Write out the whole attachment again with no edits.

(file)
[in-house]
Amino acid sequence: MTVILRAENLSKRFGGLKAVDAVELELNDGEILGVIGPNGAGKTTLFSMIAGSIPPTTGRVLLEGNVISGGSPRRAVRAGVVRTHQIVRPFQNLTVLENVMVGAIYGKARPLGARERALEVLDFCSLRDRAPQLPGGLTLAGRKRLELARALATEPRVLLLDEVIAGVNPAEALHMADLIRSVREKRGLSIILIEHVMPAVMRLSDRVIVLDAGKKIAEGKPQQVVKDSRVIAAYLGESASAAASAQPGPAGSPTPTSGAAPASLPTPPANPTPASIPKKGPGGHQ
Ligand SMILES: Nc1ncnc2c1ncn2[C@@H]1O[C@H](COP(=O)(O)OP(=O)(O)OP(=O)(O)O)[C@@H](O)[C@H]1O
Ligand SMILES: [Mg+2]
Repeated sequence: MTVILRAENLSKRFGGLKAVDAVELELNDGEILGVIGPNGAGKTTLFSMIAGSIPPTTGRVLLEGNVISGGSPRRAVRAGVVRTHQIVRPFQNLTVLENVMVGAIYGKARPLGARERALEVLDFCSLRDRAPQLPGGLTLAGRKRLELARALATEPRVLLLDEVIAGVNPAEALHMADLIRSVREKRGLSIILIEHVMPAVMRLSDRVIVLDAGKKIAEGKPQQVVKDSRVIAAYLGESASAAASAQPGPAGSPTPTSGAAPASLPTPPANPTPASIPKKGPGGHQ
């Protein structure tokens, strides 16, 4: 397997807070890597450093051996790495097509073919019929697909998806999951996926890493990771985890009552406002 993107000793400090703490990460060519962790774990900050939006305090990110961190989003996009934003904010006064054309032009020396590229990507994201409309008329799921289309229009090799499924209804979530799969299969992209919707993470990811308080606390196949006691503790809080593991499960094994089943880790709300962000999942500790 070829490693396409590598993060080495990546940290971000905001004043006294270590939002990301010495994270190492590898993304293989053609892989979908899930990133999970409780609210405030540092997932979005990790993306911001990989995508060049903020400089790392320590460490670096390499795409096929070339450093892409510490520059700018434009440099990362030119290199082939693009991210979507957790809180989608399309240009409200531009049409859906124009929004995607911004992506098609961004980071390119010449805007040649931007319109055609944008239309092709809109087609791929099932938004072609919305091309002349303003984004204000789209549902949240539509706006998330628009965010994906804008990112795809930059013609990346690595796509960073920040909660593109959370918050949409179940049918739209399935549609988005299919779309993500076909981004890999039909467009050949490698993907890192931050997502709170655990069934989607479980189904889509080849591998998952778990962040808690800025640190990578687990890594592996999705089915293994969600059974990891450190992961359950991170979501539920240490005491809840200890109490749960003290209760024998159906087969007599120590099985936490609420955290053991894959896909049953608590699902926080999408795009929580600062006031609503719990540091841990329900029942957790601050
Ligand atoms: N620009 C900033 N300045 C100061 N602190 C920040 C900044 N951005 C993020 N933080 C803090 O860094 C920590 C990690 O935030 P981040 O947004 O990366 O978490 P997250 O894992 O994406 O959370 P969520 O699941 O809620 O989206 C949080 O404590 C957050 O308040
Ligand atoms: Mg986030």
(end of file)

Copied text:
[in-house]
Amino acid sequence: MTVILRAENLSKRFGGLKAVDAVELELNDGEILGVIGPNGAGKTTLFSMIAGSIPPTTGRVLLEGNVISGGSPRRAVRAGVVRTHQIVRPFQNLTVLENVMVGAIYGKARPLGARERALEVLDFCSLRDRAPQLPGGLTLAGRKRLELARALATEPRVLLLDEVIAGVNPAEALHMADLIRSVREKRGLSIILIEHVMPAVMRLSDRVIVLDAGKKIAEGKPQQVVKDSRVIAAYLGESASAAASAQPGPAGSPTPTSGAAPASLPTPPANPTPASIPKKGPGGHQ
Ligand SMILES: Nc1ncnc2c1ncn2[C@@H]1O[C@H](COP(=O)(O)OP(=O)(O)OP(=O)(O)O)[C@@H](O)[C@H]1O
Ligand SMILES: [Mg+2]
Repeated sequence: MTVILRAENLSKRFGGLKAVDAVELELNDGEILGVIGPNGAGKTTLFSMIAGSIPPTTGRVLLEGNVISGGSPRRAVRAGVVRTHQIVRPFQNLTVLENVMVGAIYGKARPLGARERALEVLDFCSLRDRAPQLPGGLTLAGRKRLELARALATEPRVLLLDEVIAGVNPAEALHMADLIRSVREKRGLSIILIEHVMPAVMRLSDRVIVLDAGKKIAEGKPQQVVKDSRVIAAYLGESASAAASAQPGPAGSPTPTSGAAPASLPTPPANPTPASIPKKGPGGHQ
């Protein structure tokens, strides 16, 4: 397997807070890597450093051996790495097509073919019929697909998806999951996926890493990771985890009552406002 993107000793400090703490990460060519962790774990900050939006305090990110961190989003996009934003904010006064054309032009020396590229990507994201409309008329799921289309229009090799499924209804979530799969299969992209919707993470990811308080606390196949006691503790809080593991499960094994089943880790709300962000999942500790 070829490693396409590598993060080495990546940290971000905001004043006294270590939002990301010495994270190492590898993304293989053609892989979908899930990133999970409780609210405030540092997932979005990790993306911001990989995508060049903020400089790392320590460490670096390499795409096929070339450093892409510490520059700018434009440099990362030119290199082939693009991210979507957790809180989608399309240009409200531009049409859906124009929004995607911004992506098609961004980071390119010449805007040649931007319109055609944008239309092709809109087609791929099932938004072609919305091309002349303003984004204000789209549902949240539509706006998330628009965010994906804008990112795809930059013609990346690595796509960073920040909660593109959370918050949409179940049918739209399935549609988005299919779309993500076909981004890999039909467009050949490698993907890192931050997502709170655990069934989607479980189904889509080849591998998952778990962040808690800025640190990578687990890594592996999705089915293994969600059974990891450190992961359950991170979501539920240490005491809840200890109490749960003290209760024998159906087969007599120590099985936490609420955290053991894959896909049953608590699902926080999408795009929580600062006031609503719990540091841990329900029942957790601050
Ligand atoms: N620009 C900033 N300045 C100061 N602190 C920040 C900044 N951005 C993020 N933080 C803090 O860094 C920590 C990690 O935030 P981040 O947004 O990366 O978490 P997250 O894992 O994406 O959370 P969520 O699941 O809620 O989206 C949080 O404590 C957050 O308040
Ligand atoms: Mg986030």